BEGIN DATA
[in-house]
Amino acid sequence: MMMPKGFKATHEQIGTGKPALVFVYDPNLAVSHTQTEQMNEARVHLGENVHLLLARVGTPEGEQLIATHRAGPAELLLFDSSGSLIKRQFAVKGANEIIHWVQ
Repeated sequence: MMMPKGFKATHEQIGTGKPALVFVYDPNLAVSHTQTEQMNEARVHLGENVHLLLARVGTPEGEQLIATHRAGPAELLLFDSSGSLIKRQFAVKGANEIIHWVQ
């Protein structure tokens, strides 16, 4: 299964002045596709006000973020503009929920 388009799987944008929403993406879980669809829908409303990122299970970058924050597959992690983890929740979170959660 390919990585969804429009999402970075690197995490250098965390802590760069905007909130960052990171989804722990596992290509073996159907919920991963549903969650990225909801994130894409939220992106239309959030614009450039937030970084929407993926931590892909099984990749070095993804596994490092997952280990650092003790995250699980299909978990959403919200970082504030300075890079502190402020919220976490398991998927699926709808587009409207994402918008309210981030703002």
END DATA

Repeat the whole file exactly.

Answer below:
[in-house]
Amino acid sequence: MMMPKGFKATHEQIGTGKPALVFVYDPNLAVSHTQTEQMNEARVHLGENVHLLLARVGTPEGEQLIATHRAGPAELLLFDSSGSLIKRQFAVKGANEIIHWVQ
Repeated sequence: MMMPKGFKATHEQIGTGKPALVFVYDPNLAVSHTQTEQMNEARVHLGENVHLLLARVGTPEGEQLIATHRAGPAELLLFDSSGSLIKRQFAVKGANEIIHWVQ
């Protein structure tokens, strides 16, 4: 299964002045596709006000973020503009929920 388009799987944008929403993406879980669809829908409303990122299970970058924050597959992690983890929740979170959660 390919990585969804429009999402970075690197995490250098965390802590760069905007909130960052990171989804722990596992290509073996159907919920991963549903969650990225909801994130894409939220992106239309959030614009450039937030970084929407993926931590892909099984990749070095993804596994490092997952280990650092003790995250699980299909978990959403919200970082504030300075890079502190402020919220976490398991998927699926709808587009409207994402918008309210981030703002």